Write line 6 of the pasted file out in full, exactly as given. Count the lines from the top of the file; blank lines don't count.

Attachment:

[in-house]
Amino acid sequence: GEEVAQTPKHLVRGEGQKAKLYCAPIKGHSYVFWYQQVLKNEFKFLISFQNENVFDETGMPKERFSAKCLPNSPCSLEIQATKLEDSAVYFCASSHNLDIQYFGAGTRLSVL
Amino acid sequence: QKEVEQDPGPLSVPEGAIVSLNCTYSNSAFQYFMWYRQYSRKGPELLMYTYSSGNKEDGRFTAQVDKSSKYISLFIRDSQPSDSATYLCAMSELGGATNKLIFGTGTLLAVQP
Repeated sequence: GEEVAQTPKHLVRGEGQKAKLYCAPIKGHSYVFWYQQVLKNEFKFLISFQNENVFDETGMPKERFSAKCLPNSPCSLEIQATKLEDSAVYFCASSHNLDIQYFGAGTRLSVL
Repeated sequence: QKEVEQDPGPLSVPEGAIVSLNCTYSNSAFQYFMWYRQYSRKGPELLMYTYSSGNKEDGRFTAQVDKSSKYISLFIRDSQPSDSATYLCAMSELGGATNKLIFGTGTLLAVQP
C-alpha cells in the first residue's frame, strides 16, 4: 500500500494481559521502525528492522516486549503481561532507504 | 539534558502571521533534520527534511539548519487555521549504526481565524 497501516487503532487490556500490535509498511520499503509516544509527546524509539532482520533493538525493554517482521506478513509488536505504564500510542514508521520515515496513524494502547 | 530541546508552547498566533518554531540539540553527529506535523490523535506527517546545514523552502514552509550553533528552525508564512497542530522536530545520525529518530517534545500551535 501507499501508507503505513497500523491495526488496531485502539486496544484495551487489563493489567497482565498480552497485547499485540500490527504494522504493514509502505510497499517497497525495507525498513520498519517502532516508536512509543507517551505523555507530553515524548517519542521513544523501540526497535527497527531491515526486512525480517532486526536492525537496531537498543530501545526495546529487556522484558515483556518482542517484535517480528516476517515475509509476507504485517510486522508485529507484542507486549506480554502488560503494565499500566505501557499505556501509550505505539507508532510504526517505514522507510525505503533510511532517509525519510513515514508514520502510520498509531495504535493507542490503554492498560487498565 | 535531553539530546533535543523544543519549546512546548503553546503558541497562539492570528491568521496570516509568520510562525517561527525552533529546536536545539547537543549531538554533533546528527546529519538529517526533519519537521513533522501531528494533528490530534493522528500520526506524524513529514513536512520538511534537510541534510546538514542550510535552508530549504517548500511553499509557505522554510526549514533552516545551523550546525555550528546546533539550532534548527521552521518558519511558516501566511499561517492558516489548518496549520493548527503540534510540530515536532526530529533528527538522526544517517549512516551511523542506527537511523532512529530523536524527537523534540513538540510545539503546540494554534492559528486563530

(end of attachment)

C-alpha cells in the first residue's frame, strides 16, 4: 500500500494481559521502525528492522516486549503481561532507504 | 539534558502571521533534520527534511539548519487555521549504526481565524 497501516487503532487490556500490535509498511520499503509516544509527546524509539532482520533493538525493554517482521506478513509488536505504564500510542514508521520515515496513524494502547 | 530541546508552547498566533518554531540539540553527529506535523490523535506527517546545514523552502514552509550553533528552525508564512497542530522536530545520525529518530517534545500551535 501507499501508507503505513497500523491495526488496531485502539486496544484495551487489563493489567497482565498480552497485547499485540500490527504494522504493514509502505510497499517497497525495507525498513520498519517502532516508536512509543507517551505523555507530553515524548517519542521513544523501540526497535527497527531491515526486512525480517532486526536492525537496531537498543530501545526495546529487556522484558515483556518482542517484535517480528516476517515475509509476507504485517510486522508485529507484542507486549506480554502488560503494565499500566505501557499505556501509550505505539507508532510504526517505514522507510525505503533510511532517509525519510513515514508514520502510520498509531495504535493507542490503554492498560487498565 | 535531553539530546533535543523544543519549546512546548503553546503558541497562539492570528491568521496570516509568520510562525517561527525552533529546536536545539547537543549531538554533533546528527546529519538529517526533519519537521513533522501531528494533528490530534493522528500520526506524524513529514513536512520538511534537510541534510546538514542550510535552508530549504517548500511553499509557505522554510526549514533552516545551523550546525555550528546546533539550532534548527521552521518558519511558516501566511499561517492558516489548518496549520493548527503540534510540530515536532526530529533528527538522526544517517549512516551511523542506527537511523532512529530523536524527537523534540513538540510545539503546540494554534492559528486563530